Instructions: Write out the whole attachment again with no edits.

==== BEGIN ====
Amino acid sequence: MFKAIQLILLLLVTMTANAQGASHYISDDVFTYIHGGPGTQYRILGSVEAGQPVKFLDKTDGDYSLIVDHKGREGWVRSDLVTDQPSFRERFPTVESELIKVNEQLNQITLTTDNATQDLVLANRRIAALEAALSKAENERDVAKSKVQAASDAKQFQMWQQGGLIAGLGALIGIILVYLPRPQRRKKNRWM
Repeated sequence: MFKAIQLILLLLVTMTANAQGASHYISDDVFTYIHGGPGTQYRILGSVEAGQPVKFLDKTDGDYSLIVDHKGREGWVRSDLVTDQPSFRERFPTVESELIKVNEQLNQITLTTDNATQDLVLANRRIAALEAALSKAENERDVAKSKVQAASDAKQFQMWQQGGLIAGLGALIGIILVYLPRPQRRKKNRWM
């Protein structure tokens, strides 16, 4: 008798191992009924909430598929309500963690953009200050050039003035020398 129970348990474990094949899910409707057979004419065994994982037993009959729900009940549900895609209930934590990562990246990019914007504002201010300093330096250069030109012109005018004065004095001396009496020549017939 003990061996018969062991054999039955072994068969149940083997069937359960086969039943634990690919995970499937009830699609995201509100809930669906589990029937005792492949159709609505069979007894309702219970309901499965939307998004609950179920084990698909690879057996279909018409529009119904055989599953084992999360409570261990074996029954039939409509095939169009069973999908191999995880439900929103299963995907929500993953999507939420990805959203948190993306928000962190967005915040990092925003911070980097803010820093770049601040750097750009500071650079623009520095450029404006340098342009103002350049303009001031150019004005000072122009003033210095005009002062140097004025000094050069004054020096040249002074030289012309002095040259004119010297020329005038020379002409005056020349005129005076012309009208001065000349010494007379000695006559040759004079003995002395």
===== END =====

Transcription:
Amino acid sequence: MFKAIQLILLLLVTMTANAQGASHYISDDVFTYIHGGPGTQYRILGSVEAGQPVKFLDKTDGDYSLIVDHKGREGWVRSDLVTDQPSFRERFPTVESELIKVNEQLNQITLTTDNATQDLVLANRRIAALEAALSKAENERDVAKSKVQAASDAKQFQMWQQGGLIAGLGALIGIILVYLPRPQRRKKNRWM
Repeated sequence: MFKAIQLILLLLVTMTANAQGASHYISDDVFTYIHGGPGTQYRILGSVEAGQPVKFLDKTDGDYSLIVDHKGREGWVRSDLVTDQPSFRERFPTVESELIKVNEQLNQITLTTDNATQDLVLANRRIAALEAALSKAENERDVAKSKVQAASDAKQFQMWQQGGLIAGLGALIGIILVYLPRPQRRKKNRWM
């Protein structure tokens, strides 16, 4: 008798191992009924909430598929309500963690953009200050050039003035020398 129970348990474990094949899910409707057979004419065994994982037993009959729900009940549900895609209930934590990562990246990019914007504002201010300093330096250069030109012109005018004065004095001396009496020549017939 003990061996018969062991054999039955072994068969149940083997069937359960086969039943634990690919995970499937009830699609995201509100809930669906589990029937005792492949159709609505069979007894309702219970309901499965939307998004609950179920084990698909690879057996279909018409529009119904055989599953084992999360409570261990074996029954039939409509095939169009069973999908191999995880439900929103299963995907929500993953999507939420990805959203948190993306928000962190967005915040990092925003911070980097803010820093770049601040750097750009500071650079623009520095450029404006340098342009103002350049303009001031150019004005000072122009003033210095005009002062140097004025000094050069004054020096040249002074030289012309002095040259004119010297020329005038020379002409005056020349005129005076012309009208001065000349010494007379000695006559040759004079003995002395």